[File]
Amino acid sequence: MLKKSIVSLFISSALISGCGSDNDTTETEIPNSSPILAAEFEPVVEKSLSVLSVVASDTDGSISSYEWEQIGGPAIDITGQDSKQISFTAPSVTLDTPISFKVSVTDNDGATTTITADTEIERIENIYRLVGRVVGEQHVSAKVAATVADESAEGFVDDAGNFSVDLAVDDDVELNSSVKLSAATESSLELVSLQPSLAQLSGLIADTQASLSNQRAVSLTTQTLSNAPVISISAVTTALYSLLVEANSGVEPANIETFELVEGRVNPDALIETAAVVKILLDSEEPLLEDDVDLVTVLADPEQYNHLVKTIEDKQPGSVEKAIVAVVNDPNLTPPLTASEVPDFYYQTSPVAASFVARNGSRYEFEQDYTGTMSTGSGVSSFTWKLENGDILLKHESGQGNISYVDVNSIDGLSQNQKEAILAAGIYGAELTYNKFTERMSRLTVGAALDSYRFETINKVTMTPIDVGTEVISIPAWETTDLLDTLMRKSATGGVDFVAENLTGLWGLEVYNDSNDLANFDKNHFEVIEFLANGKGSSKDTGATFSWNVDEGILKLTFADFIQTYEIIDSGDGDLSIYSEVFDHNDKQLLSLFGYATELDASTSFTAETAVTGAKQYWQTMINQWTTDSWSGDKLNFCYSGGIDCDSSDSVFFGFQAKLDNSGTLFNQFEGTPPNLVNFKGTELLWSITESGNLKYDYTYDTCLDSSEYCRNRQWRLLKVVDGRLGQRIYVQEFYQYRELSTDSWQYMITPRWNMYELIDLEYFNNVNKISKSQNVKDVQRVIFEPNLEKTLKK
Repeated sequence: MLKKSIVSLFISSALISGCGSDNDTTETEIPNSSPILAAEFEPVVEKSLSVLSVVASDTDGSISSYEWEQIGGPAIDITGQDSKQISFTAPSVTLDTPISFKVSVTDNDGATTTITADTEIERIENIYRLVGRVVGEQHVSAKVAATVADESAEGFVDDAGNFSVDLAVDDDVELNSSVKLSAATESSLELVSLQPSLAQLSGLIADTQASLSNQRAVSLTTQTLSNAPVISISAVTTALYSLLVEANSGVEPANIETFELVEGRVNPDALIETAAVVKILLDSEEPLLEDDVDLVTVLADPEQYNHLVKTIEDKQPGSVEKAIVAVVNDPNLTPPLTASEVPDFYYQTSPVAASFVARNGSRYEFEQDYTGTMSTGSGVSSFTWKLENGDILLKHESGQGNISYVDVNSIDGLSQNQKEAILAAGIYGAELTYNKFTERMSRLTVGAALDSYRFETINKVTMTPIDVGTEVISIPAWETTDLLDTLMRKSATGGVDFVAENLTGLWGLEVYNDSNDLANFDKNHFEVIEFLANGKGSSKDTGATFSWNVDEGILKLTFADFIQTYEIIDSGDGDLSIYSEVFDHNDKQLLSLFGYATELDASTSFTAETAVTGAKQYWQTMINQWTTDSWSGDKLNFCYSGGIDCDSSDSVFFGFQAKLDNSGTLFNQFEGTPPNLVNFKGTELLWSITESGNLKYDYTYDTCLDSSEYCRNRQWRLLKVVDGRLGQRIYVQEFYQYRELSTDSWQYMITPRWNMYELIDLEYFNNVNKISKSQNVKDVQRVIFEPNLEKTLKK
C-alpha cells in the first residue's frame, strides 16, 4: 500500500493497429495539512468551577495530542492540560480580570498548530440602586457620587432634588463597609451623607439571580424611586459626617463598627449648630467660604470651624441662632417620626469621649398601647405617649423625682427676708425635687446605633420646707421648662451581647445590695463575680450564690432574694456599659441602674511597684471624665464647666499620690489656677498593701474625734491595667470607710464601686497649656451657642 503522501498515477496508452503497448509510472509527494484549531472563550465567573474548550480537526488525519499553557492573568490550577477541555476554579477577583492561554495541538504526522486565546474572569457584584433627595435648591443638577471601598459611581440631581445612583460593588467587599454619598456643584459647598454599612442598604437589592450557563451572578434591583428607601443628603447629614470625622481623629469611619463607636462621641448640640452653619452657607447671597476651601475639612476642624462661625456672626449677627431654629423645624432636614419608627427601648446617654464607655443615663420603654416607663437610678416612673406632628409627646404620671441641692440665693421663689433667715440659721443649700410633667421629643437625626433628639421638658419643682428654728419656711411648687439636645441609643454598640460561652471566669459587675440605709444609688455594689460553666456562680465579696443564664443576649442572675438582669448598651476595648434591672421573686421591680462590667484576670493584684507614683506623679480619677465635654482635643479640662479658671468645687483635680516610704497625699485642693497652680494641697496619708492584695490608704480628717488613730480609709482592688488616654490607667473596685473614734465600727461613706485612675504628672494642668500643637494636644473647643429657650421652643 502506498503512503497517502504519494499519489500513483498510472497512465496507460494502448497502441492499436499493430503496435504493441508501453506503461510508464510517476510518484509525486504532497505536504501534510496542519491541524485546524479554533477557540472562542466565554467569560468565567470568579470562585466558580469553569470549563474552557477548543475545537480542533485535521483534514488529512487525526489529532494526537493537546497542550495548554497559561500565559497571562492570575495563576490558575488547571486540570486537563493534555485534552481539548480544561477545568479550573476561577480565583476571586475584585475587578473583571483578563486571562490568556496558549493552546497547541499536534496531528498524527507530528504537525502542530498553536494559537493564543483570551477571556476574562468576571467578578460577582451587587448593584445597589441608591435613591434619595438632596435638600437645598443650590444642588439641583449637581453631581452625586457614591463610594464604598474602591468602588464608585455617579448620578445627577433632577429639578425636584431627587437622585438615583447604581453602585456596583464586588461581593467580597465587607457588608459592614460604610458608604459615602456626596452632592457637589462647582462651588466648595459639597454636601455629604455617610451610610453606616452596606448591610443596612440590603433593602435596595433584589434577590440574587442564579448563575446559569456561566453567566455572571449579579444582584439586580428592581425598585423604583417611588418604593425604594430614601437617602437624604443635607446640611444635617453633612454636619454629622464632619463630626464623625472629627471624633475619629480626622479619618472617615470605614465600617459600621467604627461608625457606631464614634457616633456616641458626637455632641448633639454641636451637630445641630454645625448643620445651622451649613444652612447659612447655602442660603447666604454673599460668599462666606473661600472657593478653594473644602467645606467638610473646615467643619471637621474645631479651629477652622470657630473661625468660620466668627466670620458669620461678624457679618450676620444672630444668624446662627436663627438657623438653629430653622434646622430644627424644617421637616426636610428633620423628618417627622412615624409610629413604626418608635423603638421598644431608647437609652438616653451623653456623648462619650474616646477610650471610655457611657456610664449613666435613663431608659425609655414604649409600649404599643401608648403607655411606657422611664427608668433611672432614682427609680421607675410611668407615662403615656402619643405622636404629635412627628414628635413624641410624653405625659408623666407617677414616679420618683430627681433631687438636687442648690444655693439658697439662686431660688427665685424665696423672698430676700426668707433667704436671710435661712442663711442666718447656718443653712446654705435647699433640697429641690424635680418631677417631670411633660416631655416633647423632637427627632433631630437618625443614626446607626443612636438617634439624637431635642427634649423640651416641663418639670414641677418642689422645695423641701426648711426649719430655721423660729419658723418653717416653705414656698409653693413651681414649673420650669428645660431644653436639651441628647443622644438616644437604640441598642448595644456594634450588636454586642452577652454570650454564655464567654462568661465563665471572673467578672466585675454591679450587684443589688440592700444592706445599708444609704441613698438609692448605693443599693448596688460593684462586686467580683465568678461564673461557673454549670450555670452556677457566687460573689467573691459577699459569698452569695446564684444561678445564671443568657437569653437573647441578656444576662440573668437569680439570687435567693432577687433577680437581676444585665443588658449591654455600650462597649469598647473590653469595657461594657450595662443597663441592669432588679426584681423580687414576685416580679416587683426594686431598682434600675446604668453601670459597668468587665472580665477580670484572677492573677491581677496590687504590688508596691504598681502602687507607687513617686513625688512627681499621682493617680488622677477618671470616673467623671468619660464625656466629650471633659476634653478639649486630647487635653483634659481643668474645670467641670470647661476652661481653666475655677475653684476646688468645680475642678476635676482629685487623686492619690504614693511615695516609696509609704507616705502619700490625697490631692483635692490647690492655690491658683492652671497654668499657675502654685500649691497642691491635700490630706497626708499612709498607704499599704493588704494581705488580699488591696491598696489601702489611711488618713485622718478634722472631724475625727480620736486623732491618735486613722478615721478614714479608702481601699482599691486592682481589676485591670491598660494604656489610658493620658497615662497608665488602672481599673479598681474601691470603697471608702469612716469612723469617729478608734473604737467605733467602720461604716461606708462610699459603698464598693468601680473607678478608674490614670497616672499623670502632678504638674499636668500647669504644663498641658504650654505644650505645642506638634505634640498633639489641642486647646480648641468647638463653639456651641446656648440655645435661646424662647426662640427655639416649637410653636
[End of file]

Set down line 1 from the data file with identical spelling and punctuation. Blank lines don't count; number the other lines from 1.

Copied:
Amino acid sequence: MLKKSIVSLFISSALISGCGSDNDTTETEIPNSSPILAAEFEPVVEKSLSVLSVVASDTDGSISSYEWEQIGGPAIDITGQDSKQISFTAPSVTLDTPISFKVSVTDNDGATTTITADTEIERIENIYRLVGRVVGEQHVSAKVAATVADESAEGFVDDAGNFSVDLAVDDDVELNSSVKLSAATESSLELVSLQPSLAQLSGLIADTQASLSNQRAVSLTTQTLSNAPVISISAVTTALYSLLVEANSGVEPANIETFELVEGRVNPDALIETAAVVKILLDSEEPLLEDDVDLVTVLADPEQYNHLVKTIEDKQPGSVEKAIVAVVNDPNLTPPLTASEVPDFYYQTSPVAASFVARNGSRYEFEQDYTGTMSTGSGVSSFTWKLENGDILLKHESGQGNISYVDVNSIDGLSQNQKEAILAAGIYGAELTYNKFTERMSRLTVGAALDSYRFETINKVTMTPIDVGTEVISIPAWETTDLLDTLMRKSATGGVDFVAENLTGLWGLEVYNDSNDLANFDKNHFEVIEFLANGKGSSKDTGATFSWNVDEGILKLTFADFIQTYEIIDSGDGDLSIYSEVFDHNDKQLLSLFGYATELDASTSFTAETAVTGAKQYWQTMINQWTTDSWSGDKLNFCYSGGIDCDSSDSVFFGFQAKLDNSGTLFNQFEGTPPNLVNFKGTELLWSITESGNLKYDYTYDTCLDSSEYCRNRQWRLLKVVDGRLGQRIYVQEFYQYRELSTDSWQYMITPRWNMYELIDLEYFNNVNKISKSQNVKDVQRVIFEPNLEKTLKK